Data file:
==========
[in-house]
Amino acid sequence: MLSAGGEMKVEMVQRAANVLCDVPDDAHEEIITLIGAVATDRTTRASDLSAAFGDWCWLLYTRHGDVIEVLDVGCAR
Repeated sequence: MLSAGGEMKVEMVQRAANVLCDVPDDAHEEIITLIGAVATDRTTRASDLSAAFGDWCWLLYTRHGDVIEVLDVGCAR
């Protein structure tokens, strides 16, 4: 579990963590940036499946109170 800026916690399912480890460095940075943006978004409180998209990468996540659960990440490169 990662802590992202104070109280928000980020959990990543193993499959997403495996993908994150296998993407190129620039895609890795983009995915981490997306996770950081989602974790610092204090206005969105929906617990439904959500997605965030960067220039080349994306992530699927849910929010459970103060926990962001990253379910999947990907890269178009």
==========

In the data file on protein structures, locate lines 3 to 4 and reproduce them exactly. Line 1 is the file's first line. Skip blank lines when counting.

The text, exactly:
Repeated sequence: MLSAGGEMKVEMVQRAANVLCDVPDDAHEEIITLIGAVATDRTTRASDLSAAFGDWCWLLYTRHGDVIEVLDVGCAR
């Protein structure tokens, strides 16, 4: 579990963590940036499946109170 800026916690399912480890460095940075943006978004409180998209990468996540659960990440490169 990662802590992202104070109280928000980020959990990543193993499959997403495996993908994150296998993407190129620039895609890795983009995915981490997306996770950081989602974790610092204090206005969105929906617990439904959500997605965030960067220039080349994306992530699927849910929010459970103060926990962001990253379910999947990907890269178009």